A series of peer-reviewed publications in Regulatory Toxicology and Pharmacology add further compelling evidence that the siloxane D5 does not present a risk to human health.

These recently published assessments are consistent with other peer-reviewed publications that demonstrate the safety of D5, and are also consistent with the independent assessment of D5 conducted by the Government of Canada which concluded that the use of D5 does not pose a danger to human health. These publications provide further support that the use of D5 in consumer products does not warrant any marketplace restrictions, which would unnecessarily hinder trade and limit consumer choice without any corresponding human health benefit.

Toxicology of decamethylcyclopentasiloxane (D5),”By: Dekant and Klaunig

In a toxicology review of D5, Dekant and Klaunig summarize studies on the toxicology (genotoxicity, acute and repeated dose and reproductive/developmental) and mechanistically-based studies (metabolism, toxicokinetics and receptor interactions) of D5. The authors explain that D5 rapidly evaporates following contact with skin with very little D5 entering the body and that any D5 that is inhaled is either quickly exhaled or is metabolized by the body and excreted in urine. The paper explains that the body’s ability to quickly metabolize and eliminate D5 means that the potential for bioaccumulation of D5 is considered unlikely in mammals resulting only in potential effects that are considered mild or adaptive responses to high concentrations of a chemical.

“Biological relevance of decamethylcyclopentasiloxane (D5) induced rat uterine endometrial adenocarcinoma tumorigenesis: Mode of action and relevance to humans,” by: Klaunig et al. and Jean et al.

The scientific manuscripts of Jean et al. and Klaunig et al. conclude that tumors observed for D5 are not relevant for human health.

Jean et al. provides a review of the outcome of the 24-month chronic toxicity and carcinogenicity study of D5. Klaunig et al. question the biological relevance of the tumors. Klaunig et al.’s review questions if the study finding was related to D5 exposure in the rats and discusses the uncertainty of any likely relevance to humans. The in-depth analysis questioned whether the tumors themselves were related to D5 exposure since the type of tumors found spontaneously develop at high rates in the type of rat used in the study.

Further, the publication concluded that if the rat tumors were related to D5 exposure, they were likely formed through a physiological pathway that is unique to rats and that the mode of action (or way the tumors are developed in rats) is not relevant to humans. This conclusion, coupled with the fact that the tumors were only seen at the highest tested dose, provides additional support that these effects are not relevant in humans.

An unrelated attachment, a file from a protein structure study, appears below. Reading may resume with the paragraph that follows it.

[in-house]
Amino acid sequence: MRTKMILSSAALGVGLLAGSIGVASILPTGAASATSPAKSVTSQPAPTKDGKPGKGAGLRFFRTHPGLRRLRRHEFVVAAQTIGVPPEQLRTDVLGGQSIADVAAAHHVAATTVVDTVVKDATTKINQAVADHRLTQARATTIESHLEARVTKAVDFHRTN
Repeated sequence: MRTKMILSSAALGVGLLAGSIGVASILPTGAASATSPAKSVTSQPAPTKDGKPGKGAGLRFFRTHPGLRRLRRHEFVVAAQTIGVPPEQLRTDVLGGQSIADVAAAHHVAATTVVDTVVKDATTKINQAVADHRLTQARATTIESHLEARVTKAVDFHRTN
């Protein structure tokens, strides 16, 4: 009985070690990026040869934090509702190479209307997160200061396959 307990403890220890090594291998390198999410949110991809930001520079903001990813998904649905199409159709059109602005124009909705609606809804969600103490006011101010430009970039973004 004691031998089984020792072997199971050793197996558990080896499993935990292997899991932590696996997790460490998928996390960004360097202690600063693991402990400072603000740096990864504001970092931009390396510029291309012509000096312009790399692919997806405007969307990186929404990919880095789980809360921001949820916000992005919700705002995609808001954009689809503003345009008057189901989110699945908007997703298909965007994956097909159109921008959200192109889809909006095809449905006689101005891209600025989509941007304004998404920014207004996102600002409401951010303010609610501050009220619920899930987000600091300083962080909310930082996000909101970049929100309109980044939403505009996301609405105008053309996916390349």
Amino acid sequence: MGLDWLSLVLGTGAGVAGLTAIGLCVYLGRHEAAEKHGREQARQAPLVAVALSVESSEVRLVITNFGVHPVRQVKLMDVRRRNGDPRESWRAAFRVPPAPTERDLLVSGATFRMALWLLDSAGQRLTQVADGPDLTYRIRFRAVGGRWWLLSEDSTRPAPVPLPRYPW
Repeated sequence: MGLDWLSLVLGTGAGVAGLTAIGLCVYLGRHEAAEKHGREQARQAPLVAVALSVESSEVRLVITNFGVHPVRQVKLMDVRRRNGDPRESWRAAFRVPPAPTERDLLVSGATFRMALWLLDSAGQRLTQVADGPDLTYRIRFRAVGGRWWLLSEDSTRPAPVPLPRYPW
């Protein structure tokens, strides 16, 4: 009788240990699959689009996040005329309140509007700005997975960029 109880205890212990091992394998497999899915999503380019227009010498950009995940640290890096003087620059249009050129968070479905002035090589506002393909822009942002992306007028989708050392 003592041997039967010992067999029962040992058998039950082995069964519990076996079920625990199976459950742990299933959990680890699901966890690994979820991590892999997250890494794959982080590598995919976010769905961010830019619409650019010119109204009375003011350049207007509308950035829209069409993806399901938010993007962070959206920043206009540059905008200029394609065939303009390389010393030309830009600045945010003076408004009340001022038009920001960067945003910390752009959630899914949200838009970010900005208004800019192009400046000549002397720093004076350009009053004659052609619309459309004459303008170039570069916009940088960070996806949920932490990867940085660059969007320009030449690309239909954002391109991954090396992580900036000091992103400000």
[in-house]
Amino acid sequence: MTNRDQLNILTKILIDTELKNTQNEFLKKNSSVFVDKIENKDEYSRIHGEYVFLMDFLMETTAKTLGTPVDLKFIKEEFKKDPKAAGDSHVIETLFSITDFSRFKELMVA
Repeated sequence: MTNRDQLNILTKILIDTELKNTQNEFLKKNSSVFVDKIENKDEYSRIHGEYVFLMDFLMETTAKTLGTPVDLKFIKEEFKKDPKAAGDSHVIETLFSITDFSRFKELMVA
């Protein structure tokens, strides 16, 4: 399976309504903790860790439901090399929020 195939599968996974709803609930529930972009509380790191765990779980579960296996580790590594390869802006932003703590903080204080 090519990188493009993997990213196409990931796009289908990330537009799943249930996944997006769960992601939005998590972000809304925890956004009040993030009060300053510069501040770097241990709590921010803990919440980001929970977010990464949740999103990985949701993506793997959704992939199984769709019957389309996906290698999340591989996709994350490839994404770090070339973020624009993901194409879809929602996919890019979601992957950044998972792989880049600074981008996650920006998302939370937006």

Statistical Considerations for a Chronic Bioassay Study: Exposure to Decamethylcyclopentasiloxane (D5) and Incidence of Uterine Endometrial Adenocarcinomas,” by: Young and Morfeld

The Young and Morfeld publication provides a statistical analysis of the study described in Jean et al. Their analysis shows that the small incidence of tumors in rats is statistically similar to the number of cases normally seen in the overall population of rats of this type. Only at the highest dosage level there is a tendency for an increased incidence of tumors. The result of this analysis could be a chance finding and a threshold effect can be assumed.

"Development of a Multi-Compound and Multi-Dose Route PBPK Model for Volatile Methyl Siloxanes D4 and D5,” by: McMullin .

McMullin et al. developed a single pharmacokinetic (PBPK) model that incorporates key components of the seven previously published PBPK models to derive dose metrics for the siloxanes D4 and D5. Previous models were insufficient for various risk assessment applications when they needed to be used for determining an optimal dose metric. This model is robust enough to derive relevant dose metrics following individual or combined skin and inhalation exposures of workers, consumers or the general population to D4 and D5. This PBPK model provides a means for route-to-route, interspecies and high-to-low dose extrapolation, and can be used for developing high-quality risk assessments such as those demonstrated by Vanlandingham and Gentry, as described below.

Global Human Health Risk Assessment for Decamethylcyclopentaasiloxane,” by: Franzena et al.

Through a global review of the existing publications, study reports and articles on D5, Vanlandingham and Gentry provide a global human health risk assessment of D5 that summarizes the findings of the numerous toxicology and mechanistic studies and then analyzing them in the context of risk, which takes into consideration both hazard and exposure. Their analysis shows that the weight of evidence demonstrates that D5 does not pose a risk to human health at typical exposure levels for consumers or workers.

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